CHICAGO (Reuters) - Despite some recent dramatic failures, Alzheimer's disease researchers say they have never been more encouraged by the wealth of promising new treatments being studied for the brain-wasting disease.
"Twenty years ago we were at zero," said Dr. Steven DeKosky of the University of Pittsburgh, who has been studying the problem of addressing Alzheimer's for three decades.
DeKosky led one of three panels focused on new therapies featured this week at the International Conference on Alzheimer's Disease in Chicago.
There is no cure for Alzheimer's, the most common form of dementia, and current drugs merely delay symptoms a bit.
While the most advanced drugs have focused on removing clumps of beta amyloid protein that forms plaques in the brain, researchers got their first look at therapies to address the toxic tangles caused by an abnormal build-up of the protein tau.
One, a nasal spray made by Allon Therapeutics Inc, improved some measures of memory in patients with mild cognitive impairment, a precursor to Alzheimer's, researchers reported this week. They said findings from the three-month study were strong enough for a longer, larger study.
Another, called Rember, is a refined version of an older drug used to treat urinary tract infections called methylthioninium chloride or methylene blue.
Researchers said the drug significantly improved key measures of thinking and memory in some people with moderate Alzheimer's disease for more than a year and a half.
TARGETING THE TANGLE
"We now show for the first time it is possible to halt the progression of Alzheimer's disease by targeting the tangle," Claude Wischik, of the University of Aberdeen in Scotland and chairman of TauRX Therapeutics in Singapore, told the meeting.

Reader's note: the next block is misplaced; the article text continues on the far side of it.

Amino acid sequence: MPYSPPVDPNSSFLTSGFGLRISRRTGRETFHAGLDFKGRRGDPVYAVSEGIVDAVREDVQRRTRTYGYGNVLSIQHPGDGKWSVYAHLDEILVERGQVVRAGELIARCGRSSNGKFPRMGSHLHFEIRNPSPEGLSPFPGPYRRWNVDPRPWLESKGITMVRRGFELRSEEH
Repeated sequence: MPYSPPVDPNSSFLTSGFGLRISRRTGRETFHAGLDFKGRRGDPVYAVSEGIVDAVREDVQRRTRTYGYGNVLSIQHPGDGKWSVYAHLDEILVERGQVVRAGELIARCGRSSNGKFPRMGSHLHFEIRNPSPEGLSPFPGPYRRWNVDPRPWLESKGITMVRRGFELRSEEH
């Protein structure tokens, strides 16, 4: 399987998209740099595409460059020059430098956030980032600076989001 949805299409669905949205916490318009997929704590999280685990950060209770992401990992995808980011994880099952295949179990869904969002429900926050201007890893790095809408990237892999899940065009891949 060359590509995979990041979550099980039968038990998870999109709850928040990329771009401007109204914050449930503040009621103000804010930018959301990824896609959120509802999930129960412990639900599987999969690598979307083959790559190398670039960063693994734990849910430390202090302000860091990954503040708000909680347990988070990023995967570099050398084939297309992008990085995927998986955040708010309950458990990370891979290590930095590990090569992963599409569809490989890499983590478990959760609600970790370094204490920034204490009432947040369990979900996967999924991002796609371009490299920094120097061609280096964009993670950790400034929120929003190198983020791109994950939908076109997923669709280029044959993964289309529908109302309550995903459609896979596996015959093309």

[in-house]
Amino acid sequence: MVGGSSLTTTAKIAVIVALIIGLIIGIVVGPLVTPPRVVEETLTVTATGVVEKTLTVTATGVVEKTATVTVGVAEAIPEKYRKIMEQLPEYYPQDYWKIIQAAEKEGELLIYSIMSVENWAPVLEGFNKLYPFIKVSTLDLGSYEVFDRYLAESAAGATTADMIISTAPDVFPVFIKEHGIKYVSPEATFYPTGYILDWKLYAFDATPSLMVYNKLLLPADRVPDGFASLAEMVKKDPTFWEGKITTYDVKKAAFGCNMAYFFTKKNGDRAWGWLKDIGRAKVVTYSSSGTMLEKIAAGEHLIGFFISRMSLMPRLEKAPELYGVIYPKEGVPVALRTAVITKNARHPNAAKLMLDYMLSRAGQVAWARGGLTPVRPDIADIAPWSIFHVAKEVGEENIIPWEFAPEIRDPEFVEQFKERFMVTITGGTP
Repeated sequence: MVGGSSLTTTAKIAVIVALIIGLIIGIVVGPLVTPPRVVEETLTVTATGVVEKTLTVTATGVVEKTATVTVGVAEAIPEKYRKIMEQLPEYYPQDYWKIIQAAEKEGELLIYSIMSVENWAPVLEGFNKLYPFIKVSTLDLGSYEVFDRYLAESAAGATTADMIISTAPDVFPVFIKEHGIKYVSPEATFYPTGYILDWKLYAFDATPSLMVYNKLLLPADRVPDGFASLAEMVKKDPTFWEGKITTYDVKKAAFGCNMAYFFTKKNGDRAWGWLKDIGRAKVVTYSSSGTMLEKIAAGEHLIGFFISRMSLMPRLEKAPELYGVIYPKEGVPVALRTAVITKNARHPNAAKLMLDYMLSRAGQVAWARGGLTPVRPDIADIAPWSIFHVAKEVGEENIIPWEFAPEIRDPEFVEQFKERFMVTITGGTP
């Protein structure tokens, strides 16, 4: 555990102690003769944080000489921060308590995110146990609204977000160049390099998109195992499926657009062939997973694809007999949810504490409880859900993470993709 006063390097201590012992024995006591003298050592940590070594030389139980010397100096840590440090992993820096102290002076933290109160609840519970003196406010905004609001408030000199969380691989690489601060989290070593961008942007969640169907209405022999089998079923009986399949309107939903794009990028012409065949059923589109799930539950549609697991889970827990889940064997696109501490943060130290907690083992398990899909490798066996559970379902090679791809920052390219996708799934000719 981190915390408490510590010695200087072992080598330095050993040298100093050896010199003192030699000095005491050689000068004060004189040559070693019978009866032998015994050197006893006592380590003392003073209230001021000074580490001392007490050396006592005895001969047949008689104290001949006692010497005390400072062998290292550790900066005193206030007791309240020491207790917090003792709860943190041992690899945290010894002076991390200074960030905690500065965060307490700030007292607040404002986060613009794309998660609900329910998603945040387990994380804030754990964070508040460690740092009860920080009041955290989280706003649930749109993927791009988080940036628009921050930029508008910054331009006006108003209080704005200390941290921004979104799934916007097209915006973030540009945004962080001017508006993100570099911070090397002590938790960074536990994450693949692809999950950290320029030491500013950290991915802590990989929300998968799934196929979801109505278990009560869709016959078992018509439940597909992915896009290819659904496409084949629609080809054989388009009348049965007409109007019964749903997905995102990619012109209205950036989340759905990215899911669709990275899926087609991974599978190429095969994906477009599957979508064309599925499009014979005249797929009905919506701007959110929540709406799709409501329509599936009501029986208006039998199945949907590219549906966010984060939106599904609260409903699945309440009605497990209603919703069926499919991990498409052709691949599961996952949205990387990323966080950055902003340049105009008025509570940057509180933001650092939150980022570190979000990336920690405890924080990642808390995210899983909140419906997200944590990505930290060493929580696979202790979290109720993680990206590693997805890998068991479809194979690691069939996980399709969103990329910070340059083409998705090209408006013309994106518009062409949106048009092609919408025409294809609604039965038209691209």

Wischik said he thinks the compound keeps the tau protein from forming tangles inside brain cells and eventually from bursting them open.
"I can't make any statements about safety and efficacy," he added.
Another promising drug is Medivation Inc's Dimebon, developed in Russia as an antihistamine. An 18-month study of 183 patients done in that country showed it was safe and produced a persistent benefit.
How Dimebon works is not clear. Researchers said it may help protect mitochondria, the energy powerhouses of cells.
"It has many effects as opposed to having one single effect," said Dr. Scott Turner, the incoming director of the Memory Disorders Program at Georgetown University Medical Center in Washington.
Turner said more studies will be needed to show whether Dimebon offers an advance over current treatments.
New attempts at targeting beta amyloid include a drug called PBT2 from Prana Biotechnology Ltd, which aims to keep beta amyloid from interacting with copper and zinc in the brain, a process involved in plaque formation.
In another new approach, Baxter International Inc said an intravenous therapy of antibodies derived from human plasma called Gammagard helped preserve and in some cases improve cognitive function in a nine-month study.
"We're fascinated by the mechanism, but we know nothing about whether it will be useful long-term," DeKosky said of the study.
This path of attempting to alter the course of Alzheimer's by attacking beta amyloid has been littered with disappointments.
Last August, a drug by Canadian biotech Bellus Health , formerly known as Neurochem Inc, failed to show a benefit in a study of more than 1,000 patients.
Last month, Flurizan, also known as tarenflurbil, failed to help patients in a pivotal clinical test, dealing a blow to its backers Myriad Genetics and Lundbeck .
This week, shares of Elan and Wyeth plunged on news of a weaker-than-hoped-for response in a mid-stage study of its new antibody therapy bapineuzumab. Researchers are still hopeful this drug, or one like it, will work.
"There are lots of curve balls in this research and we are not having an easy time," said Marcelle Morrison-Bogorad, director of Alzheimer's research at the National Institute on Aging.
Meanwhile, the need for effective therapies is pressing.
An estimated 5.2 million people in the United States have Alzheimer's, according to the Alzheimer's Association, and 26 million globally -- a number projected to grow to 106 million by 2050. (Editing by Maggie Fox and Xavier Briand)